If it sounds too good to be true, it probably is. Here’s what you need to know about the latest juicing trend with celery.
In case you haven’t seen a sea of green all over your social media recently, celery juice has become a huge trend.
Celery juice? You mean from the vegetable that’s long ben accused of being air and water, annoyingly fibrous, and perceived as having no nutritious benefits for the longest time?
Yes, it’s true, and people are no longer just simply slathering stalks with peanut butter and topping it with raisins – they’re juicing up to 16 ounces each morning and drinking it on an empty stomach.
This latest cure-all trend came from the internet by the name of the “Medical Medium”, who claims celery juice:
- “Has an incredible ability to create sweeping improvements for all kinds of health issues”
- Calms inflammation
- “Contains a multitude of undiscovered mineral salts that act together as an antiseptic”
- Can break down and flush out viruses that cause autoimmune disease
- Balances your body’s pH.
Sounds suspiciously miraculous, doesn’t it?
Long story short, there isn’t much research out there to back up most of the claims made about it. Here’s what we know:
1. It’s not unique to celery.
Celery is rich in phytonutrients and antioxidants such as vitamins A and C that have long been associated with reducing inflammation, which may reduce autoimmune symptoms and disease risk. However, these phytonutrients and antioxidants can be found in a whole host of other fruits and veggies as well.
2. There are no magic salts.
While the Medical Medium claims there are mineral salts in celery juice that are undiscovered by science, there’s no research to actually support and verify his claims. Celery does contain minerals that have known health benefits, such as potassium and folate.
3. Diseases are complex.
The cause of many of the autoimmune diseases that Medical Medium claims to cure with celery juice are multifactorial and, in many cases, unknown or not completely understood. However, there are no mechanistic explanations or research to explain the claim that celery juice “starves” these viruses and cures a multitude of diseases.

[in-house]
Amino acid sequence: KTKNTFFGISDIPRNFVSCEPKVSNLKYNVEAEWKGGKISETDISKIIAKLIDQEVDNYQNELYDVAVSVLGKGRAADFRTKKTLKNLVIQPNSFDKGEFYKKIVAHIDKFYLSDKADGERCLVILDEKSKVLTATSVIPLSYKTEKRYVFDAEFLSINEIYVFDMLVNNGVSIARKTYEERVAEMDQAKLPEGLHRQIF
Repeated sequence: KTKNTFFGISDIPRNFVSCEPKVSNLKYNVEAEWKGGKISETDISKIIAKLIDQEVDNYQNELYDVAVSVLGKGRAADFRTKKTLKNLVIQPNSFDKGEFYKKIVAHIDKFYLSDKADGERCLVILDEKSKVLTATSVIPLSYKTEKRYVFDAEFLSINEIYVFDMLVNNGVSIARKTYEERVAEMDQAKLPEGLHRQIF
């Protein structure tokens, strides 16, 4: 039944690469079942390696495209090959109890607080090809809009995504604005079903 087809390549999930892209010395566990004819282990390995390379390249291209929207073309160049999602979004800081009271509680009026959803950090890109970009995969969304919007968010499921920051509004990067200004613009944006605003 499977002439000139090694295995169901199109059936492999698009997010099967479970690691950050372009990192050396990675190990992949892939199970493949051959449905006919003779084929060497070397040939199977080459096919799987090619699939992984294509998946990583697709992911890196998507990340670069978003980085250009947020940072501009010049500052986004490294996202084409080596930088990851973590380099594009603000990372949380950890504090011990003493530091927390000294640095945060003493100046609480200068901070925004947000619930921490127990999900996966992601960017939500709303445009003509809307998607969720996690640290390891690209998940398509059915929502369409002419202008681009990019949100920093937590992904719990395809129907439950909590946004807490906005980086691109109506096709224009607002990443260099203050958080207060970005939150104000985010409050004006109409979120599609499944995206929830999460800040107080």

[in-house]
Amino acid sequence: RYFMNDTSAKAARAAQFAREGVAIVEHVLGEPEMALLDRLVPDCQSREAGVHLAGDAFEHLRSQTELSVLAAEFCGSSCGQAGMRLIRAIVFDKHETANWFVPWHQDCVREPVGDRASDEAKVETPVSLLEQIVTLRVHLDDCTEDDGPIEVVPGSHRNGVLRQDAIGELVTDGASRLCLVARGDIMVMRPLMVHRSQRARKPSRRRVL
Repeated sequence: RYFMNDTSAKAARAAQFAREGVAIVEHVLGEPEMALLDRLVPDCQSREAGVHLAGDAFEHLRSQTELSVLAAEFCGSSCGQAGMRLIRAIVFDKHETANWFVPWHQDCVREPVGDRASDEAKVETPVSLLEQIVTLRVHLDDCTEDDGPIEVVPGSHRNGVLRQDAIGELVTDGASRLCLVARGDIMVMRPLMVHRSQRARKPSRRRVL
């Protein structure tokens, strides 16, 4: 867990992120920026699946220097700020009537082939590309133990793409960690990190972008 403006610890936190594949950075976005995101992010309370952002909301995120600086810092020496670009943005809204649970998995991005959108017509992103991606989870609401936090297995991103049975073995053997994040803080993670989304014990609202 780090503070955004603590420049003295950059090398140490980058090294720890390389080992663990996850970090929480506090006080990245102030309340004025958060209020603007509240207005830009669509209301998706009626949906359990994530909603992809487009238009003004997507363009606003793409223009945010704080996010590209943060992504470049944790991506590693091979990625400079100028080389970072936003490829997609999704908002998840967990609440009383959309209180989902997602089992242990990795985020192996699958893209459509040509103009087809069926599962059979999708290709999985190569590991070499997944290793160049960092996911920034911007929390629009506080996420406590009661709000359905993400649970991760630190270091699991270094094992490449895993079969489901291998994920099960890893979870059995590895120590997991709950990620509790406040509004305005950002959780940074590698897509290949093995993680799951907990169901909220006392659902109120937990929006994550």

4. Your pH is balanced already.
Foods don’t change your body’s pH. Your body has a very, very narrow window for blood pH that it will tolerate, but luckily it does a fantastic job of maintaining that pH all on its own. If it isn’t, you’re likely reading this from the hospital.
So what about all the people who are claiming to see the vast health benefits of celery juice? This can likely be attributed to the following.
The vast majority of us are perpetually dehydrated, so it’s likely that simply drinking more liquid is helping to improve skin and digestion. Your gut works better when it’s well hydrated, and your skin loves moisture!
Consuming more antioxidants.
Research has shown that consuming a diet rich in antioxidants can help reduce inflammation. Antioxidants and other phytochemicals are also abundant in all fruits and vegetables, so you can get the benefits from more than just celery.
Participating in more health-promoting behaviors.
It’s likely that if you’re juicing celery daily, you’re also trying to improve your health in other ways such as eating more fruits and veggies, drinking more water, participating in more physical activity, not smoking, and reducing alcohol consumption. You also probably have more money to invest in other ways to improve your health (juicers aren’t cheap!). If that’s the case, it’s likely that the combination of everything else you’re doing has more of an effect than juice.
Yes, the mind is a very powerful thing.
In general, it’s always important to be cautious around any claim about one food (or beverage in this case) being a miracle cure. Claiming that a single food can cure multifactorial, complicated diseases is a stretch and pretty implausible.
Remember, no single food will ever make or break your health.
It’s always about the combination of your health-promoting behaviors and other contributing factors (e.g. environment, socioeconomic status, genetics). In the case of celery juice, It’s also important to know that the man behind Medical Medium, Anthony William, has no formal training in nutrition, medicine, or science in general (major red flag). He claims to receive his information from “the Spirit”, which only he can communicate with and tells him facts that science hasn’t discovered yet.
That being said, if celery juice is something that you feel works for you, makes you happy, and doesn’t hinder your life in any way, feel free to continue enjoying the benefits of consuming it.
Just keep in mind that it’s no magical cure.
Adapted from the original article.
HEADER IMAGE: KONSTANTIN KOLOSOV
Samantha Osterhaus, MPH, RD, LD is a registered dietitian based in Minneapolis, Minnesota who helps individuals embrace mindful eating and find their definition of balance. Practicing from a weight-neutral lens, her philosophy is that nutrition should be kept simple in order to achieve ultimate well-being. A self-proclaimed research nerd, she’s also pretty sassy when it comes to debunking fad diets. Learn more about her work and discover delicious recipes at livemindfullywell.com.